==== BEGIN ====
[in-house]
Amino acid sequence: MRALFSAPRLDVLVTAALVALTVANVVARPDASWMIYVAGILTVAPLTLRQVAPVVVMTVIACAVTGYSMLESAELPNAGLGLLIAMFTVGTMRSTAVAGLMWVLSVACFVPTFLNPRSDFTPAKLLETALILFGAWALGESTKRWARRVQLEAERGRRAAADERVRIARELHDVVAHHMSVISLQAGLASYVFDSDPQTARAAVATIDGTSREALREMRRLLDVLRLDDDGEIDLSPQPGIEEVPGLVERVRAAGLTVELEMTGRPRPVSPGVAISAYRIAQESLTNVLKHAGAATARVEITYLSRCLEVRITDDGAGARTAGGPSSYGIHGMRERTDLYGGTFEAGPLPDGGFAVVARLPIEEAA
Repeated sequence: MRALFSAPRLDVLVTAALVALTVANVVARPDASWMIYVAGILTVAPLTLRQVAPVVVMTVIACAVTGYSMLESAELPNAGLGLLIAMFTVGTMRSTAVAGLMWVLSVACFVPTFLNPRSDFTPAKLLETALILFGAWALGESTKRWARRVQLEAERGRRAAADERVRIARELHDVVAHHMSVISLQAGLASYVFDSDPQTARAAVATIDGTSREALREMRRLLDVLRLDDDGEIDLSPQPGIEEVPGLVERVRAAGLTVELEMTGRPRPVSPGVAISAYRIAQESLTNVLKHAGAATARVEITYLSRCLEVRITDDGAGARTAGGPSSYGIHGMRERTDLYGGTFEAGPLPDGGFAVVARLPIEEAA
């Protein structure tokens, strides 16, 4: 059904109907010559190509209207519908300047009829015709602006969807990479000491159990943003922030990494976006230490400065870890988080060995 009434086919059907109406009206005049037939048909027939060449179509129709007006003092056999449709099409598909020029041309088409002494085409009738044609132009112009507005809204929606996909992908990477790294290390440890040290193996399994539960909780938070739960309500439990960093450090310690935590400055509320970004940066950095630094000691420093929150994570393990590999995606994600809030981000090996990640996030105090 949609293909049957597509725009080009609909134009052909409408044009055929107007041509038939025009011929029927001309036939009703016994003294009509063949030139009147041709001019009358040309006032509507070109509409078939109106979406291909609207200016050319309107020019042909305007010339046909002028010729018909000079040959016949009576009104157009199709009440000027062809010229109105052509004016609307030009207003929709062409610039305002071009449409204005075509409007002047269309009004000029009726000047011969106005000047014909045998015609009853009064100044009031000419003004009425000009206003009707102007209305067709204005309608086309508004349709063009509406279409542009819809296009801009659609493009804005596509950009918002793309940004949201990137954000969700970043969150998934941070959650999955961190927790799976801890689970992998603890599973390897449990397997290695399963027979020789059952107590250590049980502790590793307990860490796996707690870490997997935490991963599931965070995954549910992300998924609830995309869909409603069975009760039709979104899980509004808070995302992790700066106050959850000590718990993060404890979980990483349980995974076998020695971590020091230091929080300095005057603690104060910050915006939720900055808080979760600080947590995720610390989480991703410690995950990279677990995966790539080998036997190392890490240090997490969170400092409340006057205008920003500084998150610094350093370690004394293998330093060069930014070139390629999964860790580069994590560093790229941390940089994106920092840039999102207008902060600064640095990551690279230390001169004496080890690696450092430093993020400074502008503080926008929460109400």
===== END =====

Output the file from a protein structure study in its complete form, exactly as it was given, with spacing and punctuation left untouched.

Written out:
[in-house]
Amino acid sequence: MRALFSAPRLDVLVTAALVALTVANVVARPDASWMIYVAGILTVAPLTLRQVAPVVVMTVIACAVTGYSMLESAELPNAGLGLLIAMFTVGTMRSTAVAGLMWVLSVACFVPTFLNPRSDFTPAKLLETALILFGAWALGESTKRWARRVQLEAERGRRAAADERVRIARELHDVVAHHMSVISLQAGLASYVFDSDPQTARAAVATIDGTSREALREMRRLLDVLRLDDDGEIDLSPQPGIEEVPGLVERVRAAGLTVELEMTGRPRPVSPGVAISAYRIAQESLTNVLKHAGAATARVEITYLSRCLEVRITDDGAGARTAGGPSSYGIHGMRERTDLYGGTFEAGPLPDGGFAVVARLPIEEAA
Repeated sequence: MRALFSAPRLDVLVTAALVALTVANVVARPDASWMIYVAGILTVAPLTLRQVAPVVVMTVIACAVTGYSMLESAELPNAGLGLLIAMFTVGTMRSTAVAGLMWVLSVACFVPTFLNPRSDFTPAKLLETALILFGAWALGESTKRWARRVQLEAERGRRAAADERVRIARELHDVVAHHMSVISLQAGLASYVFDSDPQTARAAVATIDGTSREALREMRRLLDVLRLDDDGEIDLSPQPGIEEVPGLVERVRAAGLTVELEMTGRPRPVSPGVAISAYRIAQESLTNVLKHAGAATARVEITYLSRCLEVRITDDGAGARTAGGPSSYGIHGMRERTDLYGGTFEAGPLPDGGFAVVARLPIEEAA
């Protein structure tokens, strides 16, 4: 059904109907010559190509209207519908300047009829015709602006969807990479000491159990943003922030990494976006230490400065870890988080060995 009434086919059907109406009206005049037939048909027939060449179509129709007006003092056999449709099409598909020029041309088409002494085409009738044609132009112009507005809204929606996909992908990477790294290390440890040290193996399994539960909780938070739960309500439990960093450090310690935590400055509320970004940066950095630094000691420093929150994570393990590999995606994600809030981000090996990640996030105090 949609293909049957597509725009080009609909134009052909409408044009055929107007041509038939025009011929029927001309036939009703016994003294009509063949030139009147041709001019009358040309006032509507070109509409078939109106979406291909609207200016050319309107020019042909305007010339046909002028010729018909000079040959016949009576009104157009199709009440000027062809010229109105052509004016609307030009207003929709062409610039305002071009449409204005075509409007002047269309009004000029009726000047011969106005000047014909045998015609009853009064100044009031000419003004009425000009206003009707102007209305067709204005309608086309508004349709063009509406279409542009819809296009801009659609493009804005596509950009918002793309940004949201990137954000969700970043969150998934941070959650999955961190927790799976801890689970992998603890599973390897449990397997290695399963027979020789059952107590250590049980502790590793307990860490796996707690870490997997935490991963599931965070995954549910992300998924609830995309869909409603069975009760039709979104899980509004808070995302992790700066106050959850000590718990993060404890979980990483349980995974076998020695971590020091230091929080300095005057603690104060910050915006939720900055808080979760600080947590995720610390989480991703410690995950990279677990995966790539080998036997190392890490240090997490969170400092409340006057205008920003500084998150610094350093370690004394293998330093060069930014070139390629999964860790580069994590560093790229941390940089994106920092840039999102207008902060600064640095990551690279230390001169004496080890690696450092430093993020400074502008503080926008929460109400």